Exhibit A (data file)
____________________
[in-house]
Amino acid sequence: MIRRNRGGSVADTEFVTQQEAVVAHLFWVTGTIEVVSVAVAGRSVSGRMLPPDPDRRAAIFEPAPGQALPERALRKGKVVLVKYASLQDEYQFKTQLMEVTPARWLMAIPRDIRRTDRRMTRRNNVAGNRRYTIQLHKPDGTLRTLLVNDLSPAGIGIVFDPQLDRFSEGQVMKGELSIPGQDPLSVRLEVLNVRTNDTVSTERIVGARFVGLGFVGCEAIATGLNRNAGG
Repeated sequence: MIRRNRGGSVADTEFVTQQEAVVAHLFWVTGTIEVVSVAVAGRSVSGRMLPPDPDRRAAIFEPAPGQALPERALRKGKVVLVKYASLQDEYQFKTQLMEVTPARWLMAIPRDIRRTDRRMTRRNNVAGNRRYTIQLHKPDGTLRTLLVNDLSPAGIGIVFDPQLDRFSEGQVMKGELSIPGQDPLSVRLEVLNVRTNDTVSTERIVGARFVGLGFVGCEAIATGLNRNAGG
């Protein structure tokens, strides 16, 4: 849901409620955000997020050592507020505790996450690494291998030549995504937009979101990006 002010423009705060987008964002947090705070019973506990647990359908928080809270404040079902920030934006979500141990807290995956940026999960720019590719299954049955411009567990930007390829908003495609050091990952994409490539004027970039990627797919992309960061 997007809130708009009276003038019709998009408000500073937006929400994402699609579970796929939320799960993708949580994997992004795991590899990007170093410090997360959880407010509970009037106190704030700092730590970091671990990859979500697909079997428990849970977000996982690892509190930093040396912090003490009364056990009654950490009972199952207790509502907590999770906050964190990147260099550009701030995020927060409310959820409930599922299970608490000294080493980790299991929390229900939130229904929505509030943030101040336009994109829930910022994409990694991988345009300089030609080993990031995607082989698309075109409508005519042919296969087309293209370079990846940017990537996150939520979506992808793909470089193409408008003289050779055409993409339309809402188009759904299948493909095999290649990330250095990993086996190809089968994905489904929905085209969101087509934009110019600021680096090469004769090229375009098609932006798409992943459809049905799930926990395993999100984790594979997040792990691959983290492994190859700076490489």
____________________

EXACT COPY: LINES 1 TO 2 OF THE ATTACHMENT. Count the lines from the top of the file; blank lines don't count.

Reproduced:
[in-house]
Amino acid sequence: MIRRNRGGSVADTEFVTQQEAVVAHLFWVTGTIEVVSVAVAGRSVSGRMLPPDPDRRAAIFEPAPGQALPERALRKGKVVLVKYASLQDEYQFKTQLMEVTPARWLMAIPRDIRRTDRRMTRRNNVAGNRRYTIQLHKPDGTLRTLLVNDLSPAGIGIVFDPQLDRFSEGQVMKGELSIPGQDPLSVRLEVLNVRTNDTVSTERIVGARFVGLGFVGCEAIATGLNRNAGG